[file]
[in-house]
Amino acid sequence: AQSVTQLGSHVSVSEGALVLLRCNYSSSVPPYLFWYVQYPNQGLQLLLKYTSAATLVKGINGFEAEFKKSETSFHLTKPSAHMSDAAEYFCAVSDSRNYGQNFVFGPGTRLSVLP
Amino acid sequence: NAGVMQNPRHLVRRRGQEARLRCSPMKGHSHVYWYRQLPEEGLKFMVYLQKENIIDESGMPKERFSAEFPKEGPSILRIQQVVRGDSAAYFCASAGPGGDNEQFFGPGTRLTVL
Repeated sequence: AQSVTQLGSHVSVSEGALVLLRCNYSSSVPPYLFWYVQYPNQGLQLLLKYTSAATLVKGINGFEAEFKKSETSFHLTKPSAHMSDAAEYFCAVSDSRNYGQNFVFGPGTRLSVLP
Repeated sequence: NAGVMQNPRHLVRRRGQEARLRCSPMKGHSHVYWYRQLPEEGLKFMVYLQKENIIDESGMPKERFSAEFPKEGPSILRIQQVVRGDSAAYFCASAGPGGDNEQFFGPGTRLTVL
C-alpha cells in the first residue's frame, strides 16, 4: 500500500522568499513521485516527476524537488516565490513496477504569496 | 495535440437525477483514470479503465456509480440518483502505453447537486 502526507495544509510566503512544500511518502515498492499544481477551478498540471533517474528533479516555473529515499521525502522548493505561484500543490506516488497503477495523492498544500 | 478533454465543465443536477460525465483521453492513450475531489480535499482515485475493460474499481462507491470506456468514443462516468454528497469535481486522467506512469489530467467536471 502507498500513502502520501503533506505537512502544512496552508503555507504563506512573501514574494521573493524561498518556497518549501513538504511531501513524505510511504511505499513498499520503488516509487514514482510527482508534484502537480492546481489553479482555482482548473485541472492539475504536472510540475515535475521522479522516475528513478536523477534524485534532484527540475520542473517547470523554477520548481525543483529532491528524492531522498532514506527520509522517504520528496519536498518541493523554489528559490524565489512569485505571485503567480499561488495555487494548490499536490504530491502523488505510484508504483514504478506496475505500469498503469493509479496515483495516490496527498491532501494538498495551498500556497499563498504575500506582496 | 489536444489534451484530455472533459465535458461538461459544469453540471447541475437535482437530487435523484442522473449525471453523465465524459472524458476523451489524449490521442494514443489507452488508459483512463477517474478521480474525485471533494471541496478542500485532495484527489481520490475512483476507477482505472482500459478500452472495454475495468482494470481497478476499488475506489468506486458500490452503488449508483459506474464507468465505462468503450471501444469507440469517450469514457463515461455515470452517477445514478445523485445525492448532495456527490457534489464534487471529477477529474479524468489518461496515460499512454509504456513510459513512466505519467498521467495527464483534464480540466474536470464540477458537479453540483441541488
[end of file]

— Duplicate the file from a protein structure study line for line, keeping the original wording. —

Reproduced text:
[in-house]
Amino acid sequence: AQSVTQLGSHVSVSEGALVLLRCNYSSSVPPYLFWYVQYPNQGLQLLLKYTSAATLVKGINGFEAEFKKSETSFHLTKPSAHMSDAAEYFCAVSDSRNYGQNFVFGPGTRLSVLP
Amino acid sequence: NAGVMQNPRHLVRRRGQEARLRCSPMKGHSHVYWYRQLPEEGLKFMVYLQKENIIDESGMPKERFSAEFPKEGPSILRIQQVVRGDSAAYFCASAGPGGDNEQFFGPGTRLTVL
Repeated sequence: AQSVTQLGSHVSVSEGALVLLRCNYSSSVPPYLFWYVQYPNQGLQLLLKYTSAATLVKGINGFEAEFKKSETSFHLTKPSAHMSDAAEYFCAVSDSRNYGQNFVFGPGTRLSVLP
Repeated sequence: NAGVMQNPRHLVRRRGQEARLRCSPMKGHSHVYWYRQLPEEGLKFMVYLQKENIIDESGMPKERFSAEFPKEGPSILRIQQVVRGDSAAYFCASAGPGGDNEQFFGPGTRLTVL
C-alpha cells in the first residue's frame, strides 16, 4: 500500500522568499513521485516527476524537488516565490513496477504569496 | 495535440437525477483514470479503465456509480440518483502505453447537486 502526507495544509510566503512544500511518502515498492499544481477551478498540471533517474528533479516555473529515499521525502522548493505561484500543490506516488497503477495523492498544500 | 478533454465543465443536477460525465483521453492513450475531489480535499482515485475493460474499481462507491470506456468514443462516468454528497469535481486522467506512469489530467467536471 502507498500513502502520501503533506505537512502544512496552508503555507504563506512573501514574494521573493524561498518556497518549501513538504511531501513524505510511504511505499513498499520503488516509487514514482510527482508534484502537480492546481489553479482555482482548473485541472492539475504536472510540475515535475521522479522516475528513478536523477534524485534532484527540475520542473517547470523554477520548481525543483529532491528524492531522498532514506527520509522517504520528496519536498518541493523554489528559490524565489512569485505571485503567480499561488495555487494548490499536490504530491502523488505510484508504483514504478506496475505500469498503469493509479496515483495516490496527498491532501494538498495551498500556497499563498504575500506582496 | 489536444489534451484530455472533459465535458461538461459544469453540471447541475437535482437530487435523484442522473449525471453523465465524459472524458476523451489524449490521442494514443489507452488508459483512463477517474478521480474525485471533494471541496478542500485532495484527489481520490475512483476507477482505472482500459478500452472495454475495468482494470481497478476499488475506489468506486458500490452503488449508483459506474464507468465505462468503450471501444469507440469517450469514457463515461455515470452517477445514478445523485445525492448532495456527490457534489464534487471529477477529474479524468489518461496515460499512454509504456513510459513512466505519467498521467495527464483534464480540466474536470464540477458537479453540483441541488